Founded in 1997, BookFinder.com has become a leading book price comparison site:
Find and compare hundreds of millions of new books, used books, rare books and out of print books from over 100,000 booksellers and 60+ websites worldwide.
Once Upon A Number:
Mathematician John Allen Paulos bravely bridges the scientific and literary cultures with this amusing, enlightening look at numbers and stories. If you think those two things go together like a "horse and a paperclip," as Allen wryly observes, you only have to look at phenomena like the Bible codes, the stock market's ups and downs, and the Clinton sex scandal to begin to understand the hidden bonds between them. Put simply, mathematics can describe everything that happens, and everything that happens contextualizes mathematics. In demonstrating this, Paulos continues the noble numeracy crusade he began with A Mathematician Reads the Newspaper and Innumeracy. Perhaps the most compelling thought experiments in the book are those of the statistics of stereotyping and race relations. Paulos shows, mathematically, that minority status makes achieving equality extraordinarily difficult.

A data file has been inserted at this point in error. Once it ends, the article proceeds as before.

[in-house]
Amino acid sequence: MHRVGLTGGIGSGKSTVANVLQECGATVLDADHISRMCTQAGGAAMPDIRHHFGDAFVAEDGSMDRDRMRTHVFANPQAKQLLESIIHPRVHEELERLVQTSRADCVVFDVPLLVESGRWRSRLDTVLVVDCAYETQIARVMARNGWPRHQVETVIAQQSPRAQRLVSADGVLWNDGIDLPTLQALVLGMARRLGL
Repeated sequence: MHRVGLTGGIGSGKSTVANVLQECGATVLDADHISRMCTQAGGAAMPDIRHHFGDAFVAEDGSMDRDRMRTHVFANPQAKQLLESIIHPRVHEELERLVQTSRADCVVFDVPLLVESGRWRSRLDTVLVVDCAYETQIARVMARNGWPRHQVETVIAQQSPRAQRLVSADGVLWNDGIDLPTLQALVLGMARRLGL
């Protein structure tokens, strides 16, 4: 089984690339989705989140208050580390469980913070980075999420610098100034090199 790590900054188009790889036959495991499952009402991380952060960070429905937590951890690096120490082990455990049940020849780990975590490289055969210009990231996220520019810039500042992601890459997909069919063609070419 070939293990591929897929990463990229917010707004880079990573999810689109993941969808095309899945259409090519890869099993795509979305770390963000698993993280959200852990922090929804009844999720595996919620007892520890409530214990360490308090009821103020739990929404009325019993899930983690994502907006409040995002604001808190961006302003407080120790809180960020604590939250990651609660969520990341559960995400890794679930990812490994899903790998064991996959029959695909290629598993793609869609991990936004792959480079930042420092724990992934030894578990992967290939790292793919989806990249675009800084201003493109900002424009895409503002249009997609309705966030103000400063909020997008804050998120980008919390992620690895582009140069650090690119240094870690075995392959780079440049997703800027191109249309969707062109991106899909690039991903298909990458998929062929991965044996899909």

If you want to keep hold of your comfortable worldview, don't read Once Upon a Number. But you'll be missing out on an unforgettable reminder of what chance, coincidence, and odds really mean, along with several valuable life lessons that may help you understand lost socks, racism, and mistaken identity. --Therese Littleton [via]